It all began in December 1956, when an article about hexaflexagons was published in Scientific American. A hexaflexagon is a hexagonal paper toy which can be folded and then opened out to reveal hidden faces. If you have never made a hexaflexagon, then you should stop reading and make one right now. Once you’ve done so, you will understand why the article led to a craze in New York; you will probably even create your own mini-craze because you will just need to show it to everyone you know.
The author of the article was, of course, Martin Gardner.
Chalkdust is very sad to hear that the 1958 Fields medallist Klaus Friedrich Roth, who was featured in our first issue, passed away on the night of the 9th/10th November in Inverness, Scotland. Born in what was then Prussia in 1925, he spent most of his life in the United Kingdom, graduating with a BA from Peterhouse College, Cambridge, in 1945 and obtaining an MSc (1948) and PhD (1950) from University College London. In 1958, whilst at UCL (1946–66), he was awarded the Fields medal for solving “in 1955 the famous Thue-Siegel problem concerning the approximation to algebraic numbers by rational numbers and [proving] in 1952 that a sequence with no three numbers in arithmetic progression has zero density (a conjecture of Erdös and Turán of 1935)”. In 1966, he was awarded a chair at Imperial College London, where he remained for the rest of his career, retiring in 1988 (although he remained there as a visiting professor until 1996).
You can read more about Klaus Roth and his work on the Thue-Siegel problem here.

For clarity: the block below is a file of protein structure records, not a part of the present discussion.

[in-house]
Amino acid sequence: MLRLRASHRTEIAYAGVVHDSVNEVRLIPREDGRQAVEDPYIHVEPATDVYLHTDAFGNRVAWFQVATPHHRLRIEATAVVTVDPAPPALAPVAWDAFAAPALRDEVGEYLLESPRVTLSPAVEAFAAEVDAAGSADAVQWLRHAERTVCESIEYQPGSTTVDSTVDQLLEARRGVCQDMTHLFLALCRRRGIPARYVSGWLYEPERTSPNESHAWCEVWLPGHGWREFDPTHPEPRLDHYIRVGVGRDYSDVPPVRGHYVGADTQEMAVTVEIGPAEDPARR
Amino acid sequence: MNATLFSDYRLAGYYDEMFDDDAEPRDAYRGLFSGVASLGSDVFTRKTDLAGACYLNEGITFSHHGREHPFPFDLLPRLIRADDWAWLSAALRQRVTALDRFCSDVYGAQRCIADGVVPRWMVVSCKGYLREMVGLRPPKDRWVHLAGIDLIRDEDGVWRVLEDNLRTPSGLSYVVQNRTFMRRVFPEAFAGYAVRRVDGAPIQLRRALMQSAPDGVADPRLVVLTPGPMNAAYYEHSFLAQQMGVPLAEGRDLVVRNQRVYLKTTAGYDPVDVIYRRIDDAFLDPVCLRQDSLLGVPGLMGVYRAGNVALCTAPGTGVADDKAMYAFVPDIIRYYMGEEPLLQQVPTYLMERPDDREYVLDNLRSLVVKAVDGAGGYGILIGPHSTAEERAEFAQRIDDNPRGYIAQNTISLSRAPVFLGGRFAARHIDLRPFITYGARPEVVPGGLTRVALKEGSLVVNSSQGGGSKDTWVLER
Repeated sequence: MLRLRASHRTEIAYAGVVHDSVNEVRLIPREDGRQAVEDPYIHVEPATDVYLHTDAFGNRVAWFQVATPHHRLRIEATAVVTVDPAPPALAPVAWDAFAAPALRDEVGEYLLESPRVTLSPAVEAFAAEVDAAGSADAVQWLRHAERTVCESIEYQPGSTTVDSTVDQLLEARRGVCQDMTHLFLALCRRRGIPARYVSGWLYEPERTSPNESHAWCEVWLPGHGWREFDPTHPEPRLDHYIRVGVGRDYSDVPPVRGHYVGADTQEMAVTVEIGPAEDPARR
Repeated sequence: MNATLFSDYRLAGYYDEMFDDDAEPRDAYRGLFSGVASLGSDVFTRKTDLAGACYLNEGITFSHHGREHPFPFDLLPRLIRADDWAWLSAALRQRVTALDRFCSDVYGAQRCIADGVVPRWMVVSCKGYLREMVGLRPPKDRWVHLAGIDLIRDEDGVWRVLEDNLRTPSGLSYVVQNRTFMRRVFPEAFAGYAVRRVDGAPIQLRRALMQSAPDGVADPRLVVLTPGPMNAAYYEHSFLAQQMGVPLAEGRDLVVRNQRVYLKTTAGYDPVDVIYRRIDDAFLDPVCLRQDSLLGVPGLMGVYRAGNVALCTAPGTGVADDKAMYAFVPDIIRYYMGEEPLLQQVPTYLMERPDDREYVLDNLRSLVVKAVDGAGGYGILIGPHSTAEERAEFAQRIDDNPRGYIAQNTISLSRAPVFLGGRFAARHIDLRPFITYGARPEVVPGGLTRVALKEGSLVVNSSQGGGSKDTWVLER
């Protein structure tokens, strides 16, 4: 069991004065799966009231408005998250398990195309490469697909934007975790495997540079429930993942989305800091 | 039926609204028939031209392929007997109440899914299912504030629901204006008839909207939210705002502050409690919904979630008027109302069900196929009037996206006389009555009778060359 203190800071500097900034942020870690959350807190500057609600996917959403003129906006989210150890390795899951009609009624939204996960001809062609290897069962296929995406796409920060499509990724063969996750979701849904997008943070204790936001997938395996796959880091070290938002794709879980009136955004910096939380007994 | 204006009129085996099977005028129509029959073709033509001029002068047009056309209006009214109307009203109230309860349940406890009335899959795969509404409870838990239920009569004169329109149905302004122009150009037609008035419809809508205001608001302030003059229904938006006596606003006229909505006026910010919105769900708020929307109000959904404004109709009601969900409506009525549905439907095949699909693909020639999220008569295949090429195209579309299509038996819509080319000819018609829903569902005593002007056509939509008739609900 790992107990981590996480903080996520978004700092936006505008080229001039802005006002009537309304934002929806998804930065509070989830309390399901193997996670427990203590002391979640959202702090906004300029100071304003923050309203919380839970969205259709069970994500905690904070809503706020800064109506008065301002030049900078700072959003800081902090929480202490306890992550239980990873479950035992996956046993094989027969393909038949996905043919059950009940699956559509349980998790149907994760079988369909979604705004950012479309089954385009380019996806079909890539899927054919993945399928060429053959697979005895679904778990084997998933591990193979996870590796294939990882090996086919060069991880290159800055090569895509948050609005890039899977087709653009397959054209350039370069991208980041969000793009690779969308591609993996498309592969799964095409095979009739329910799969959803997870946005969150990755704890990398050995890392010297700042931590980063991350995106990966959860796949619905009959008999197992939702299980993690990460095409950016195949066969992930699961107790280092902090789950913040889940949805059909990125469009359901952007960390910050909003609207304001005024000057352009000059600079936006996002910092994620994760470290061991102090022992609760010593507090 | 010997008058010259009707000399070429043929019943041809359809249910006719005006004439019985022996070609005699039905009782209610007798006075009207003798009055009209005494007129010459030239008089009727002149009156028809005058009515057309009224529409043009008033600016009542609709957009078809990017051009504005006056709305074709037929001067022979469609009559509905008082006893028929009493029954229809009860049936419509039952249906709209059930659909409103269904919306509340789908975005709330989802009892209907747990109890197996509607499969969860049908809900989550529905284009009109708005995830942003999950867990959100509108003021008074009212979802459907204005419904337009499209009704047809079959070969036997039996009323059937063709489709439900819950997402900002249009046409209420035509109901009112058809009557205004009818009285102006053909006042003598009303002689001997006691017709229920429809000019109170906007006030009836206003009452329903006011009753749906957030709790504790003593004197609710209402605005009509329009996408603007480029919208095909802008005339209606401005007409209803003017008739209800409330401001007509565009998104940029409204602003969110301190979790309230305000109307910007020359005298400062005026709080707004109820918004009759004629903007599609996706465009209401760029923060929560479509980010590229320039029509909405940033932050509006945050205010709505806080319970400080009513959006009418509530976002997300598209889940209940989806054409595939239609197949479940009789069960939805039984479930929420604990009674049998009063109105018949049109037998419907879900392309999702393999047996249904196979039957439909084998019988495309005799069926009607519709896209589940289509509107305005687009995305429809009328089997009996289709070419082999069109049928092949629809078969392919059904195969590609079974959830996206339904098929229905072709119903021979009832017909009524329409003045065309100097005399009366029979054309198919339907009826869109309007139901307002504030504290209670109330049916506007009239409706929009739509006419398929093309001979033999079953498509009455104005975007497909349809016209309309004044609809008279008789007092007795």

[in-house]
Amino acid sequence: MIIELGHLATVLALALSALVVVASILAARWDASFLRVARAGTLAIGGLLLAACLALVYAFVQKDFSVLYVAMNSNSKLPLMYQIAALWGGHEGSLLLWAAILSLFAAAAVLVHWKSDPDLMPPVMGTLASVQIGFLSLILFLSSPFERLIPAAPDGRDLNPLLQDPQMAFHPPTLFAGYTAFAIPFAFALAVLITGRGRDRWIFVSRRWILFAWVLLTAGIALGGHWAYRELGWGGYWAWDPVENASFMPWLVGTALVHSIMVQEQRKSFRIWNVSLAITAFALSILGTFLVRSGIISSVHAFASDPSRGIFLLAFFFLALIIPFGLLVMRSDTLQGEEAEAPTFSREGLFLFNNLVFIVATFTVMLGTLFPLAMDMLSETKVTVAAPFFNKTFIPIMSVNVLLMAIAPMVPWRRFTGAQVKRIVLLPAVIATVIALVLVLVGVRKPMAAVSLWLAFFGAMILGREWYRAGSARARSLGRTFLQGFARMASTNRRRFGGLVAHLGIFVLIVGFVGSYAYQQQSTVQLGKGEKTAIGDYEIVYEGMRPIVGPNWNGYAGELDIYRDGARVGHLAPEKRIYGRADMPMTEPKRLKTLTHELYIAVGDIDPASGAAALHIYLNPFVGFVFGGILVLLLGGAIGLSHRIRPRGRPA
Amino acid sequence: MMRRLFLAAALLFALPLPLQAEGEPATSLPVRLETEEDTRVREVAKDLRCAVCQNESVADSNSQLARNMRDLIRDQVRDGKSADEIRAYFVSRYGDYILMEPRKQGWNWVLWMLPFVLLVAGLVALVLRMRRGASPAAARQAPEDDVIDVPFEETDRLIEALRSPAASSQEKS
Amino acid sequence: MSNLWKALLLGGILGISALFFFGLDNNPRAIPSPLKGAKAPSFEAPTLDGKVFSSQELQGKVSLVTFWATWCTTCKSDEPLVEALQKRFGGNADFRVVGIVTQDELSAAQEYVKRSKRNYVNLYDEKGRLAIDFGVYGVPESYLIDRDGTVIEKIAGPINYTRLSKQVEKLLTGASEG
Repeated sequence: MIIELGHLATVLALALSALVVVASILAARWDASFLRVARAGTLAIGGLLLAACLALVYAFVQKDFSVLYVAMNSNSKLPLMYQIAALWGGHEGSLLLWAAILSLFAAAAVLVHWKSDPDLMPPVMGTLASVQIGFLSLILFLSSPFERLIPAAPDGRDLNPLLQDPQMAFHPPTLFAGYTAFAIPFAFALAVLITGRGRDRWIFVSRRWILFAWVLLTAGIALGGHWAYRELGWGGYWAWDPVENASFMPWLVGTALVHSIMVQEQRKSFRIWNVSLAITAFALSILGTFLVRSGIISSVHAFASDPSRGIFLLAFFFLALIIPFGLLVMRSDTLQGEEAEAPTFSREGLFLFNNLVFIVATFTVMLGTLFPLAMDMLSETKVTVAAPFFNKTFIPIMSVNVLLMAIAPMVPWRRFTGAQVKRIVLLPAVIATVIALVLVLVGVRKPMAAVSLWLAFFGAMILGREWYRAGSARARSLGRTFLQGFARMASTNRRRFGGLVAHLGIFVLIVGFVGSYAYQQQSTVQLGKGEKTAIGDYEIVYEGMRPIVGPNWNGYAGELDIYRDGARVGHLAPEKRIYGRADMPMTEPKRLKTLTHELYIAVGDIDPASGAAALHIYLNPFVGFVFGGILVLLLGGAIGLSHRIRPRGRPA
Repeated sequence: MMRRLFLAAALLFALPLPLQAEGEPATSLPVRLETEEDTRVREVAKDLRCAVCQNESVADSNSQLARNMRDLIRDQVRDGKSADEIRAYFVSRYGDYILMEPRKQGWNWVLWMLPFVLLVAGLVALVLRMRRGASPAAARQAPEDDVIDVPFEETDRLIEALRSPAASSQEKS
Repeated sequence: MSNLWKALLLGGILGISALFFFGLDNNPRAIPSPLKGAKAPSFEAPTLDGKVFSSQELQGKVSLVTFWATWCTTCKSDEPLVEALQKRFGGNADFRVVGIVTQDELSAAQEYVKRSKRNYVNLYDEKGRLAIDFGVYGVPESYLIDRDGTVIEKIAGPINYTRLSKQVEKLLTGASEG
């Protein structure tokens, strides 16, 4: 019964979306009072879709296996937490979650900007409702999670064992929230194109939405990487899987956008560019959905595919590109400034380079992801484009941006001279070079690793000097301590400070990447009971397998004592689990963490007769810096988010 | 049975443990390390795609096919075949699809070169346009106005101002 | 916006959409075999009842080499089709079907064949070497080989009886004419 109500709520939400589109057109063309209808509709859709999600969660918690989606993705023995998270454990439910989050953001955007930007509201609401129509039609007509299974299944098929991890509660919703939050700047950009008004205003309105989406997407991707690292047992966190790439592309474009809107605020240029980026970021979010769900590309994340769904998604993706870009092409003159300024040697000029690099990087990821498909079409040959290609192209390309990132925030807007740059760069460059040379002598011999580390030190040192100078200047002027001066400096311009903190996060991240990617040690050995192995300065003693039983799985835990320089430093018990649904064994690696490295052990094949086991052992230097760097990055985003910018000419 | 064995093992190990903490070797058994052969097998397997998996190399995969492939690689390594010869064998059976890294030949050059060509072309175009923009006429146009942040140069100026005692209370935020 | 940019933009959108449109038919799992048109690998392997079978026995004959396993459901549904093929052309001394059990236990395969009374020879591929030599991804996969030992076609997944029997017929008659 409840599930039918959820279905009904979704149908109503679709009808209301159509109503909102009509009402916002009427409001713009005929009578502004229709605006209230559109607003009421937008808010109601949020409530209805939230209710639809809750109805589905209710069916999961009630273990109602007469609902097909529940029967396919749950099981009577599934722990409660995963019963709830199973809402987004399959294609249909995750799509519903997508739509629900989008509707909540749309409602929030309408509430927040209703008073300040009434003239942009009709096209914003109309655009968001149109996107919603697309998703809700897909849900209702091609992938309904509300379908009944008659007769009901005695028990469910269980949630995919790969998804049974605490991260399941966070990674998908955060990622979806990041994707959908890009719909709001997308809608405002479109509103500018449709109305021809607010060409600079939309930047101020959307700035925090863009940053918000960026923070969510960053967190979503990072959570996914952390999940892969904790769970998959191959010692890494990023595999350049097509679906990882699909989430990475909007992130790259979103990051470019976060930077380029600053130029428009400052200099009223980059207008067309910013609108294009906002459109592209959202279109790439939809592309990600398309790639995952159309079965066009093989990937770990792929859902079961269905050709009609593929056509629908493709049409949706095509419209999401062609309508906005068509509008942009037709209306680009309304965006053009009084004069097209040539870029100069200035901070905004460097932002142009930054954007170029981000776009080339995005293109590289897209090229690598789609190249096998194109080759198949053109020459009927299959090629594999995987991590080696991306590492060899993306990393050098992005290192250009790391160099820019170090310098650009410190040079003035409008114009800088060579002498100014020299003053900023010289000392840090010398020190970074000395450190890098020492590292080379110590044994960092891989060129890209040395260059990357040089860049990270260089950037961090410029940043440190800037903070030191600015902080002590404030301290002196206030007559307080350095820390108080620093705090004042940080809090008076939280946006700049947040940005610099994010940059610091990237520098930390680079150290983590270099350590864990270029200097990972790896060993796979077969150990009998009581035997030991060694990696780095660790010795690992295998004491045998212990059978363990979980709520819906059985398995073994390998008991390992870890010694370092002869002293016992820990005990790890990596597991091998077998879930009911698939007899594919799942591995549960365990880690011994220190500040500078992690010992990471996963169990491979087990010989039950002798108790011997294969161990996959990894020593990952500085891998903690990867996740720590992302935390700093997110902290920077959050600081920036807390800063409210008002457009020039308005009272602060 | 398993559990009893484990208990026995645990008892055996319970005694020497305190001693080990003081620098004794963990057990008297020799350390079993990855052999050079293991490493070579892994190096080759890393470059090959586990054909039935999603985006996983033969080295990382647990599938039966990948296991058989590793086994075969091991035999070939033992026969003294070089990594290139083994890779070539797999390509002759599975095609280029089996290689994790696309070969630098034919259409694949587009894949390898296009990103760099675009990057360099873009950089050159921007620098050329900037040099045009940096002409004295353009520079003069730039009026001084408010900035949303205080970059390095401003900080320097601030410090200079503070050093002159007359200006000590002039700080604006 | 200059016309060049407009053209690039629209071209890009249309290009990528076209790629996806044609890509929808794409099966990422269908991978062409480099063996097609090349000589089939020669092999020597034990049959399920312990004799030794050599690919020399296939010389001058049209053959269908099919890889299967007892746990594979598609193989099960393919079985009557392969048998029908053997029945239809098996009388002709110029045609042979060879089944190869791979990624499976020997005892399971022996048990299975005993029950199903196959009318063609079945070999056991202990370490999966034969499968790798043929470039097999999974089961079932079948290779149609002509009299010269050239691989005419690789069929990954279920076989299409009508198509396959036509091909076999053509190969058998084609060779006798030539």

When describing John Forbes Nash, Jr (13 June 1928 – 23 May 2015), it’s hard to be more succinct than Richard Duffin, a professor at the Carnegie Institute of Technology, who wrote, in his letter of recommendation to Princeton, that ‘this man is a genius’. It was 1948: Nash, having abandoned a degree in Chemical Engineering for one in Mathematics, was only just embarking on a journey that would ultimately make him one of the most famous mathematicians of the 20th Century. Despite the interest of Harvard University, Nash eventually decided to pursue his graduate studies at Princeton and it was there that he published the 317 word paper, Equilibrium points in N-person games, that introduced the Nash Equilibrium and won him the Nobel Prize for Economics (jointly with Reinhard Selten and John Harsanyi) in 1994. As a result of this work in game theory, Nash was appointed to the RAND Corporation, which applied this relatively young field to the pressing policy issues of the time: nuclear weapons, the space race, the Cold War.
Be proud if you are studying Mathematics at UCL! Looking back, we have numerous famous alumni who later gained significant achievements in their field. One of them is Klaus Roth, who was once a research student at UCL, and later was a lecturer and professor at the university, during which time he won the Fields Medal.
If you haven’t heard of the Fields Medal, it is seen as the equivalent of the ‘Nobel Prize’ in Mathematics (although unfortunately it has a much lower monetary reward) and is awarded every four years by the International Mathematical Union. The award is given to a maximum of four mathematicians each time, all of whom must be under the age of 40 and have made a great contribution to the development of Mathematics. Roth won the Medal in 1958, when he was 33 years old and still a lecturer at UCL (show more respect to your lecturers … you never know!), for having “solved in 1955 the famous Thue-Siegel problem concerning the approximation to algebraic numbers by rational numbers and proved in 1952 that a sequence with no three numbers in arithmetic progression has zero density (a conjecture of Erdös and Turàn of 1935).”